Dr. Weast has taught American Sign Language at both high school and college levels for over twenty years. This includes designing curricula, developing ASL programs, and training both ASL and TESOL teachers earning certification. She has a Ph. D. in Linguistics from the University of Texas at Arlington, where she examined nonmanuals in American Sign Language, with suggestions for improved teaching on eyebrow movement. She has been signing ASL since she was 5 years old.
Linguistics, Pedagogy, and Training Teachers:
Dr. Weast trained future teachers as an Assistant Professor at Lamar University, teaching courses such as Teaching ASL as a Second Language, Linguistics (for ASL and Deaf educators in training), and Teacher Education Practicum, also serving as Field Experience Supervisor to ASL Student Teachers. At Lamar University, she also taught Linguistics comparing ASL to English, to students earning their Masters and Doctoral degrees. At Lamar University she also served as an Academic Advisor to students earning a B.A. degree in American Sign Language. She has taught both ASL and interpreting courses at Tarrant County College.
Additionally, Dr. Weast currently teaches as Adjunct faculty at The University of Texas at Arlington in the Department of Linguistics and TESOL, supervising internship and practicum TESOL courses, and previously taught Pedagogical Phonology in the same department. In 1996, Dr. Weast founded the American Sign Language program at Birdville School District, and she is currently teaching American Sign Language levels 1-4 at Birdville High School.
Certification and Service:
Dr. Weast holds Texas State Educator Certification in both American Sign Language and Spanish (Lifetime). She also has previous National Association of the Deaf Interpreter Certification (Level 3), and current Texas BEI certification. She also holds an English as a Second Language Academic Certificate for adult education. Prior service includes serving as Project Director of Project TRAIN- coordinating the interpreter training program at Lamar University through a grant she won as lead author for $800,000 from the U.S. Department of Education; serving as academic advisor to the undergraduate program at Lamar University; Doctoral Dissertation committee faculty member; Academic Lecture Committee Member; Linguistic Consultant for a project on Multimedia and Visual Language Materials for the Deaf; Designed the Linguistics portion of a CLEP exam for ASL; Conference presentation Judge, and Abstract reviewer for several conferences. Service includes Vice President of the DFW-ASLTA (American Sign Language Teacher’s Association) from 2013-2014.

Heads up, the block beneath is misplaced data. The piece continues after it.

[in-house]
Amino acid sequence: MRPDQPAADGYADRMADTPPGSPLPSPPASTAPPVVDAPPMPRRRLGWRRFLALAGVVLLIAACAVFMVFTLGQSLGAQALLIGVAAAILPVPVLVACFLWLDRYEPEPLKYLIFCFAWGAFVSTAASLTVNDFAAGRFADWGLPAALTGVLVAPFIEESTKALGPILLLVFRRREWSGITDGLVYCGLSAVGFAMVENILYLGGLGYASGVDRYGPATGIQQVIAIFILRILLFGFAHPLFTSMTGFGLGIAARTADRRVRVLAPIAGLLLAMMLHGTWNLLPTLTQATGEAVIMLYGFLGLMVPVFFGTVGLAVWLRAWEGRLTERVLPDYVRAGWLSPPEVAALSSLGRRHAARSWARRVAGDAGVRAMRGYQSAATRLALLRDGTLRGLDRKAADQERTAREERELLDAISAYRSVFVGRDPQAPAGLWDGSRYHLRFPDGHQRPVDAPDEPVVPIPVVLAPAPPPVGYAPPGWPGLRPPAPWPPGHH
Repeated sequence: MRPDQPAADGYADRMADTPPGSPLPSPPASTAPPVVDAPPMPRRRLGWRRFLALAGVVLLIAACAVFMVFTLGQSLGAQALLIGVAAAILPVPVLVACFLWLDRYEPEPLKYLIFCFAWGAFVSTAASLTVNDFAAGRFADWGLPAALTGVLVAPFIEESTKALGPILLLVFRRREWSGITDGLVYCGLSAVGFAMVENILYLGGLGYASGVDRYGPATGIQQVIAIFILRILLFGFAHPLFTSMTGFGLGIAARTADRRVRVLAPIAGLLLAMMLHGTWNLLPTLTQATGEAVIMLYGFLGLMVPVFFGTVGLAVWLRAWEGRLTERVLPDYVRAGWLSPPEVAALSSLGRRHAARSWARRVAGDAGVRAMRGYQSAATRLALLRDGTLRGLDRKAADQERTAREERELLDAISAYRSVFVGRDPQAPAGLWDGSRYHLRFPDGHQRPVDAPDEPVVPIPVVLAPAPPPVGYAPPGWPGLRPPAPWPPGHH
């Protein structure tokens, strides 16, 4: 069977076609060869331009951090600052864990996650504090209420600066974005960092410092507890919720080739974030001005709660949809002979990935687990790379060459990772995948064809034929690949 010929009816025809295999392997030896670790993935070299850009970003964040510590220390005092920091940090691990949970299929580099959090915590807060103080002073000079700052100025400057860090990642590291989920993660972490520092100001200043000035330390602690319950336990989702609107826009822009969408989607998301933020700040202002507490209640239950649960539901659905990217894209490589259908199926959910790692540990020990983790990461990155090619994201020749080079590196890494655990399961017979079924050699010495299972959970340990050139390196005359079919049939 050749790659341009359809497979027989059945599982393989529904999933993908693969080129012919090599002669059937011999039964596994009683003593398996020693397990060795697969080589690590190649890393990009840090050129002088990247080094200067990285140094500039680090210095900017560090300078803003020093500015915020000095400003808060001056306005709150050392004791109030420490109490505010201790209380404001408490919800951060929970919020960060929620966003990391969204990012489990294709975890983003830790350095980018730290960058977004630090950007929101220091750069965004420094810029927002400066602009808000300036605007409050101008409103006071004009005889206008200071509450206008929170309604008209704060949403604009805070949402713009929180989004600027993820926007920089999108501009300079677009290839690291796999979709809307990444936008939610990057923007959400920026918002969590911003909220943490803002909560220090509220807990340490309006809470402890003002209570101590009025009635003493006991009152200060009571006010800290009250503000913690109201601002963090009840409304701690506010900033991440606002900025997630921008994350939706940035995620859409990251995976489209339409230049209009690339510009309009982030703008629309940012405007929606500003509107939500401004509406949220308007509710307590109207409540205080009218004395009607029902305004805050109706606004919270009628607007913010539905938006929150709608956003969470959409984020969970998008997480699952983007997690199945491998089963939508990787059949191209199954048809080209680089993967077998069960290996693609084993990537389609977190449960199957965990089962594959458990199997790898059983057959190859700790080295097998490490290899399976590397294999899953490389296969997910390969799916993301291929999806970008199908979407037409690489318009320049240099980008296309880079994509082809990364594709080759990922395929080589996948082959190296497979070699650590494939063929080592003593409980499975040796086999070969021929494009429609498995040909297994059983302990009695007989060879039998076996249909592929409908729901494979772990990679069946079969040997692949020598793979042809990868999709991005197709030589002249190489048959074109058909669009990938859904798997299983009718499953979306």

In addition to workshop presentations, such as here locally with DFW-ASLTA, Dr. Weast has also presented at several conferences across the country.
Recent workshop presentations:
The First Week of Class: Setting Up for Success – classroom management for ASL teachers
Quizstar: Online Assessments for ASL students, and technology in the classroom
What do you mean by fluency, and why didn’t I get an A? – Rubrics, Assessment, and Lesson Design
Sample national scholarly presentations:
Sample presentations include a presentation on “ASL Classroom Management” on teaching, pedagogy and assessment at the American Sign Language Teachers Association national conference in 2009; “What’s in a Question? New Recommendations for American Sign Language Curricula” at the High Desert Linguistics Society Conference at the University of New Mexico in 2008, and presentations at other conferences such as the SignTyp Conference on sign language phonology, the 44th annual meeting of the Chicago Linguistics Society, and a presentation at Harvard University.
Sample publications include a chapter on American Sign Language in Emotional Units in Sign Languages– Sign Language Typology Series Vol. 3; a chapter on American Sign Language in Proceedings of the Chicago Linguistics Society Vol 44 Issue 2; also an invited dissertation abstract for Sign Language & Linguistics 12:2; and A chapter in Harvard Studies in Korean Linguistics, published by Harvard University.